The decade's most triggering comedy
ISIS terrorists are reportedly rapidly regaining territory in Iraq and Syria, their so-called “caliphate,” after former President Donald Trump effectively wiped them out in those areas.
“The evidence of a resurgence of the Islamic State in Syria and Iraq is mounting by the day, nearly three years after the militants lost the last patch of territory of their so-called caliphate, which once stretched across vast parts of the two countries,” The New York Times reported. “The fact that ISIS was able to mount these coordinated and sophisticated attacks in recent days shows that what had been believed to be disparate sleeper cells are re-emerging as a more serious threat.”
The Times cited several recent incidents that have happened in the region, including a massive attack attempting to free ISIS prisoners in Syria, attacks on military forces in Iraq, and a reemergence of gruesome beheading videos.
“It’s a wake-up call for regional players, for national players, that ISIS is not over, that the fight is not over,” said Kawa Hassan, Middle East and North Africa director at the Stimson Center. “It shows the resilience of ISIS to strike back at the time and place of their choosing.”
The report noted that the U.S. military and its allies engaged ISIS at the largest level in three years this week after the terrorists attacked the prison in Syria and tried to free other ISIS terrorists. The report said that while ISIS was making other attacks in Syria, it also launched a major attack against an Iraqi Army base late at night, killing 10 soldiers.
“The attack raised fears that some of the same conditions in Iraq that allowed for ISIS’s rise in 2014 were now making room for it to reconstitute,” the report added. “The attacks in Iraq, conducted by ISIS sleeper cells in remote mountain and desert areas, have highlighted a lack of coordination between Iraqi government forces and the Peshmerga, Kurdish forces of the Iraqi Kurdistan Region. Many of the attacks take place in disputed territory claimed by both the Iraqi Kurdish government and the central government.”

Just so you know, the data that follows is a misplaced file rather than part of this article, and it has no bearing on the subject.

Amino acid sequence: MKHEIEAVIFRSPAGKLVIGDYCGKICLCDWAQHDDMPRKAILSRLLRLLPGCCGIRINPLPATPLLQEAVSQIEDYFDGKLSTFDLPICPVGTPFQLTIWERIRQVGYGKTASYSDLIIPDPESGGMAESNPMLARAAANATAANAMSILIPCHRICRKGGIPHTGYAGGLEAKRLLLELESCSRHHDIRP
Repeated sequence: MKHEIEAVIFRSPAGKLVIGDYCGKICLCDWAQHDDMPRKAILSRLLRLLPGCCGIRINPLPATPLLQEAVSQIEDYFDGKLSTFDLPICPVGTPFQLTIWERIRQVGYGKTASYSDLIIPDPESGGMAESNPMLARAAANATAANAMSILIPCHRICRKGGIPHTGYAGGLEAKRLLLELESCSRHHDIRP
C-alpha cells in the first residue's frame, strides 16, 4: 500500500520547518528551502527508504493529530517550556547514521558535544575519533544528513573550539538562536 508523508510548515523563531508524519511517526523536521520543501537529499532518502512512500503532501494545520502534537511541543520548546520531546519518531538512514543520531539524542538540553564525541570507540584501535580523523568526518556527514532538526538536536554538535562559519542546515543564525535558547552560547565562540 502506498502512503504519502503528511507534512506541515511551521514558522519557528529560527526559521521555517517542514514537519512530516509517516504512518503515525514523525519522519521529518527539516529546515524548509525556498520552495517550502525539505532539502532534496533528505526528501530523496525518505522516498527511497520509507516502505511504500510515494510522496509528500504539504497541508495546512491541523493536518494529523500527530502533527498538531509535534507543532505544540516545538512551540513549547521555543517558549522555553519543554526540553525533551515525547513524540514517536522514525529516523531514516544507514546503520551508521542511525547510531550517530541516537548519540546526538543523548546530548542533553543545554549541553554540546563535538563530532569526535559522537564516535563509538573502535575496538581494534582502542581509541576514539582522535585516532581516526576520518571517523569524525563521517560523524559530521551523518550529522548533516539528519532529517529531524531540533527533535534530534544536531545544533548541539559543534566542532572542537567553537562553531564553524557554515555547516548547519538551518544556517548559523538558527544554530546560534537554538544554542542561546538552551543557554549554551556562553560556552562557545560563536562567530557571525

An expert told The Times that many of the ISIS terrorists carrying out the attacks appeared to be younger than many of the group’s previous terrorists and that they might be from families that have ties to the Islamic terrorist group.
Experts worry that one of ISIS’s offshoots, ISIS-K, along with al-Qaeda, are regrouping in Afghanistan following Democrat President Joe Biden’s disastrous pullout from the country back in August.
The Associated Press reported:
Speaking at the Pentagon, McKenzie said it’s clear that al-Qaeda is attempting to rebuild its presence inside Afghanistan, which was the base from which it planned the Sept. 11, 2001, attacks against the United States. He said some militants are coming into the country through its porous borders, but it is hard for the U.S. to track numbers. …
McKenzie and other senior U.S. military and national security officials had said before the U.S. withdrawal that it would complicate efforts to keep a lid on the al-Qaeda threat, in part because of the loss of on-the-ground intelligence information and the absence of a U.S.-friendly government in Kabul. The U.S. says it will rely on airstrikes from drones and other aircraft based beyond Afghanistan’s borders to respond to any extremist threats against the U.S. homeland.
“We’re probably at about 1 or 2% of the capabilities we once had to look into Afghanistan,” he said. The AP said that McKenzie warned that this meant that it was “very hard” to make sure that major terrorist groups like al-Qaeda and ISIS cannot use Afghanistan to launch attacks against the U.S.
McKenzie said that ISIS was “reinvigorated” after the Taliban released numerous ISIS terrorists from Afghan prisons that were abandoned under Biden’s leadership. The ISIS terrorist who murdered 13 U.S. service members during a suicide attack at the airport in Kabul was reportedly released from prison.